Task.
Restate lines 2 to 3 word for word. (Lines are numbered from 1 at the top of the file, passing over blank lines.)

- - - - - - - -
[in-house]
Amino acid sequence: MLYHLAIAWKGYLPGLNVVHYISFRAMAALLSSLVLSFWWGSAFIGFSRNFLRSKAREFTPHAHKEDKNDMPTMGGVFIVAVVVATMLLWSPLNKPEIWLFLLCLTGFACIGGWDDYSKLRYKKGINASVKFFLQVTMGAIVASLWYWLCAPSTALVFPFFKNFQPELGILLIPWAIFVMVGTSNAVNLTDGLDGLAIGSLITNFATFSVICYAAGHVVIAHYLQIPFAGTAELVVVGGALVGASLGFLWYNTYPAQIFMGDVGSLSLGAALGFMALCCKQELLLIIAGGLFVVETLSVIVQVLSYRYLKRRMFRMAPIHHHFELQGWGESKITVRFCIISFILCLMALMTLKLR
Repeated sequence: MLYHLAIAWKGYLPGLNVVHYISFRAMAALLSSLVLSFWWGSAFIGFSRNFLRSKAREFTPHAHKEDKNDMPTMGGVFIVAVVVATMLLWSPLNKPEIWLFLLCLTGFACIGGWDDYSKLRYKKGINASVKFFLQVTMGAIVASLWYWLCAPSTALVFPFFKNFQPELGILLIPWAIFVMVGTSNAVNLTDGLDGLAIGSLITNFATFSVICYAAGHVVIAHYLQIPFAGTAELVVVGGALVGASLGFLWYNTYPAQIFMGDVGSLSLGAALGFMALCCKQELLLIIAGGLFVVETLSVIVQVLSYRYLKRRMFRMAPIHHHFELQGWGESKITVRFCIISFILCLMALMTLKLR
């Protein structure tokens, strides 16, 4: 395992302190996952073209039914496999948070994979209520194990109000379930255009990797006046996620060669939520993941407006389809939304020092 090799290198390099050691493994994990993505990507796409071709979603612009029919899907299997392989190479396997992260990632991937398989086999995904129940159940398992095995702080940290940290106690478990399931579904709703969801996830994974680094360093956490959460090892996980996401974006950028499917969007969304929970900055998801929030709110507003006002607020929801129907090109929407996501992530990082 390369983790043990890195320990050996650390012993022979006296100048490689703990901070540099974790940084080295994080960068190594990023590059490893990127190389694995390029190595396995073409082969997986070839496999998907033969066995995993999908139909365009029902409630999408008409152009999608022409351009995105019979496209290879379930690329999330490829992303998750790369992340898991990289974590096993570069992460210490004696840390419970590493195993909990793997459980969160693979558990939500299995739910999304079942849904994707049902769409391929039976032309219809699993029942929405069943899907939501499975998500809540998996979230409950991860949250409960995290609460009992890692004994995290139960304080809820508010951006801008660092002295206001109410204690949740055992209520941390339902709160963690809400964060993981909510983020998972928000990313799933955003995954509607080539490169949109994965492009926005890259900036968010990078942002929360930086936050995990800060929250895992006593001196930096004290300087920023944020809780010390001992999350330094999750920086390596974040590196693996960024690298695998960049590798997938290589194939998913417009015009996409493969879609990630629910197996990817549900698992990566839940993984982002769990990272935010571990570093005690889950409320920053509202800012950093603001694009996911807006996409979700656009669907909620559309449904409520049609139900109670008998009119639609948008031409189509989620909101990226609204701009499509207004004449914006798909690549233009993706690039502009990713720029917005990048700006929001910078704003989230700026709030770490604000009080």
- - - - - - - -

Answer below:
Amino acid sequence: MLYHLAIAWKGYLPGLNVVHYISFRAMAALLSSLVLSFWWGSAFIGFSRNFLRSKAREFTPHAHKEDKNDMPTMGGVFIVAVVVATMLLWSPLNKPEIWLFLLCLTGFACIGGWDDYSKLRYKKGINASVKFFLQVTMGAIVASLWYWLCAPSTALVFPFFKNFQPELGILLIPWAIFVMVGTSNAVNLTDGLDGLAIGSLITNFATFSVICYAAGHVVIAHYLQIPFAGTAELVVVGGALVGASLGFLWYNTYPAQIFMGDVGSLSLGAALGFMALCCKQELLLIIAGGLFVVETLSVIVQVLSYRYLKRRMFRMAPIHHHFELQGWGESKITVRFCIISFILCLMALMTLKLR
Repeated sequence: MLYHLAIAWKGYLPGLNVVHYISFRAMAALLSSLVLSFWWGSAFIGFSRNFLRSKAREFTPHAHKEDKNDMPTMGGVFIVAVVVATMLLWSPLNKPEIWLFLLCLTGFACIGGWDDYSKLRYKKGINASVKFFLQVTMGAIVASLWYWLCAPSTALVFPFFKNFQPELGILLIPWAIFVMVGTSNAVNLTDGLDGLAIGSLITNFATFSVICYAAGHVVIAHYLQIPFAGTAELVVVGGALVGASLGFLWYNTYPAQIFMGDVGSLSLGAALGFMALCCKQELLLIIAGGLFVVETLSVIVQVLSYRYLKRRMFRMAPIHHHFELQGWGESKITVRFCIISFILCLMALMTLKLR